Saturday, October 11, 2008

Instant runoff snag: San Francisco's voting machines STILL not approved

This is the most recent or current update on San Francisco's voting machine situation.

San Francisco entered into a $12 million contract with Sequoia voting systems, in order to replace other equiptment that failed to standards and to automate the counting of the Instant Runoff ballots. It looks like San Francisco still cannot use its brand new voting systems, purchased especially for their "IRV" capability. Problems with Sequoia machines Instant Runoff software have been found in testing performed in another IRV jurisdiction, in Pierce County Washington. (See Pierce County Instant Runoff Voting System has new bug, says WA ...)

San Francisco is still waiting to see if they can use their voting equipment. The city might not be able to offer "accessible" voting machines at all, unless the Secretary of State grants an exception to state certification standards.

RCV Update #3: November 4, 2008 Election
Honorable Gavin Newsom, Mayor
Honorable Members, Board of Supervisors

From: John Arntz, Director of Elections
Date: October 6, 2008

RE: Ranked-Choice Voting Update #3: November 4, 2008 Consolidated General Election
On Friday, September 26, the Secretary of State’s office held a hearing to consider whether to approve Sequoia Voting Systems’ optical scan equipment and software with ranked-choice voting (RCV) capabilities. Presented at the hearing was the staff report issued from the Secretary of State’s Office of Voting Systems Technology Assessment which recommended that the system be certified.

Although no ballots are tallied using the optical scan equipment and software until several more weeks, the certification has an important impact on our using the touch screen equipment for early voting. Due to certification requirements, the optical scan equipment and the touch screen equipment cannot be certified simultaneously for this election. Thus, if the Secretary certifies the optical scan system, the Department will request the use of the touch screen equipment be used as part of a “blended” system with the newly certified optical scan system.

The policy of the Secretary of State office is to not discuss the status of voting systems being considered for certification. Still, it is possible that the Secretary will make a final determination during the current week, perhaps even during the first half of this week. If the Secretary grants her approval of the system, the Department will formally request to use its touch screen equipment as a blended system for use in conjunction with the newly approved optical scan system. The time involved in the Secretary’s consideration of using the touch screen equipment as a component of a blended system most likely will of short duration.

The Department is presently unable to offer accessible voting equipment for use during early voting, which began this morning. For all voters visiting City Hall and voting, the Department will issue paper ballots. I will be glad to provide answers to any questions you might have on these matters.

cc: Dennis Herrera, City AttorneyBen Rosenfield, ControllerEdwin Lee, City AdministratorSteve Kawa, Chief of Staff, Mayor’s OfficeAngela Calvillo, Clerk of the Board of SupervisorsGreg Wagner, Budget Analyst, Mayor’s OfficeMollie Lee, Deputy City Attorney Elections Commission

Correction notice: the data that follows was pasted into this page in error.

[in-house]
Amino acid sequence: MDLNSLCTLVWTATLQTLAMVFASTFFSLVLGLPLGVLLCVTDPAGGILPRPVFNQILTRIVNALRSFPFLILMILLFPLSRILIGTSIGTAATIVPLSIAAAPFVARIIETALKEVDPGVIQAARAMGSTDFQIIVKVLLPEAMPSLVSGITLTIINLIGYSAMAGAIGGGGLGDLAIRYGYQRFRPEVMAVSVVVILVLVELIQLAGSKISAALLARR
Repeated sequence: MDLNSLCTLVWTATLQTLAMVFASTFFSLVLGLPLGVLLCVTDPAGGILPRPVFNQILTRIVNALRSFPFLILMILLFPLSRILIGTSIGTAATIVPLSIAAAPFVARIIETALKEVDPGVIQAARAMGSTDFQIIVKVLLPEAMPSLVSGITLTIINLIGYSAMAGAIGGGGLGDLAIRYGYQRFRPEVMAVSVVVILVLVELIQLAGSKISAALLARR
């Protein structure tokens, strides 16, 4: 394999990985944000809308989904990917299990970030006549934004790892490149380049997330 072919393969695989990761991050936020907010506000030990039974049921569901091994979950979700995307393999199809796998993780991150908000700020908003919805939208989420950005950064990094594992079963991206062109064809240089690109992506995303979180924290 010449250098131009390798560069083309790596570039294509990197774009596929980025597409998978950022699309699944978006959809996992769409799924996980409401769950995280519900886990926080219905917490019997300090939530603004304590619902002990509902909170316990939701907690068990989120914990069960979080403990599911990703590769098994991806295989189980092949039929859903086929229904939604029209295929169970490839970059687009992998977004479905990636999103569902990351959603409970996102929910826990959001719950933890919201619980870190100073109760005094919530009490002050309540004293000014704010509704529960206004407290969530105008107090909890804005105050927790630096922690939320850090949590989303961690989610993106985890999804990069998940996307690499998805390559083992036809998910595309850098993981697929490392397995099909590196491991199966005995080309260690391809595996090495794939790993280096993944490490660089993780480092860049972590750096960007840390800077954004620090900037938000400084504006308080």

Wednesday, October 8, 2008

Instant Runoff Lawsuit Heads to Court in Minnesota

The Minnesota Voters Alliance's lawsuit heading to Hennepin County Minnesota District Court argues that Instant Runoff Voting is unconstitutional. IRV was adopted by referendum in Minneapolis Minnesota. The city of St. Paul, MN had received a petition to let their voters decide on whether to adopt IRV, but attorneys advised that IRV was probably unconstitional, and recommended not putting the referendum on the city ballot until the Hennepin County case was settled.

Instant runoff voting heads to court
by Tim Nelson, Minnesota Public Radio October 8, 2008

...St. Paul, Minn. — The idea seems simple enough. Instead of making voters pick one candidate, instant runoff voting lets voters rank candidates by preference. In theory, it would avert controversies such as the 2000 presidential race, when Green Party contender Ralph Nader was called a spoiler. Instant runoff voting would have let his supporters still vote for him - even though his chances of winning were slim - and also choose between the top two contenders. San Franscisco and Cambridge, Massachusetts already use similar systems. But it's not as simple as it sounds. A plan to change the way Minneapolis votes, and maybe the way the whole state votes, is raising doubts. Opponents have raised legal, political and even mathematical questions about the method. And, they're heading for a constitutional showdown before Hennepin County District Court Judge George McGunnigle.

...Andy Cilek is with the Minnesota Voters Alliance and his group is suing Minneapolis to block IRV. He said ballots are for picking winners and losers and that IRV will interfere with the way that's supposed to happen. By ranking other candidates, Cilek argues, a voter may wind up hurting the candidate he or she favors most.

On the other hand, a voter simply might not find a second choice acceptable. Cilek said that if one voter doesn't rank the rest of the field, and a neighbor does, the neighbor effectively gets more votes, Cilek says.

The Voters Alliance said that violates the constitutional principal of "one person, one vote." And that's the basis of the legal challenge in Minneapolis.
...more at the link